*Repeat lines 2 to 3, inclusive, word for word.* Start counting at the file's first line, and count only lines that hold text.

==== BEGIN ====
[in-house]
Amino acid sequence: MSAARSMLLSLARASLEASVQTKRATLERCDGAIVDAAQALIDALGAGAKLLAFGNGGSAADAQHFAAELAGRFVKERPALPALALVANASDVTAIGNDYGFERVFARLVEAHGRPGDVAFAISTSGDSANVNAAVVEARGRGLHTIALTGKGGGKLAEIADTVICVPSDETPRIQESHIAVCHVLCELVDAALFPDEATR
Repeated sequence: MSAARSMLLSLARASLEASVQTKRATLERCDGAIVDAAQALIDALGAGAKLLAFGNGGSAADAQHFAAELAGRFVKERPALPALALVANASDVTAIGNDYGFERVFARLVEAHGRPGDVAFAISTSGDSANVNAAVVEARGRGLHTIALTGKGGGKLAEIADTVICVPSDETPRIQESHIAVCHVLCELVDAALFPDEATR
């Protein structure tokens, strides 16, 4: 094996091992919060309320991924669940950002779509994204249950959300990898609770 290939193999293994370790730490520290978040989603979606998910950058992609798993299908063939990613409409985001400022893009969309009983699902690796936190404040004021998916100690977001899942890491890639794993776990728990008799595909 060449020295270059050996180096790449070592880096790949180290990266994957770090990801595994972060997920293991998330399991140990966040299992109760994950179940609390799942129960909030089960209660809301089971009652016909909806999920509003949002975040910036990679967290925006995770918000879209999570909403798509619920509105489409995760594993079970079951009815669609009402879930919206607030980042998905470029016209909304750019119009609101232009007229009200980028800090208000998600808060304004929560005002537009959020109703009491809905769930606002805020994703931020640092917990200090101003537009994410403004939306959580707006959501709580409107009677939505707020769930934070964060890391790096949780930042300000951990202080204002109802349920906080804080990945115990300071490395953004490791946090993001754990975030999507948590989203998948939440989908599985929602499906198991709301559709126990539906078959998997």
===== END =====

Amino acid sequence: MSAARSMLLSLARASLEASVQTKRATLERCDGAIVDAAQALIDALGAGAKLLAFGNGGSAADAQHFAAELAGRFVKERPALPALALVANASDVTAIGNDYGFERVFARLVEAHGRPGDVAFAISTSGDSANVNAAVVEARGRGLHTIALTGKGGGKLAEIADTVICVPSDETPRIQESHIAVCHVLCELVDAALFPDEATR
Repeated sequence: MSAARSMLLSLARASLEASVQTKRATLERCDGAIVDAAQALIDALGAGAKLLAFGNGGSAADAQHFAAELAGRFVKERPALPALALVANASDVTAIGNDYGFERVFARLVEAHGRPGDVAFAISTSGDSANVNAAVVEARGRGLHTIALTGKGGGKLAEIADTVICVPSDETPRIQESHIAVCHVLCELVDAALFPDEATR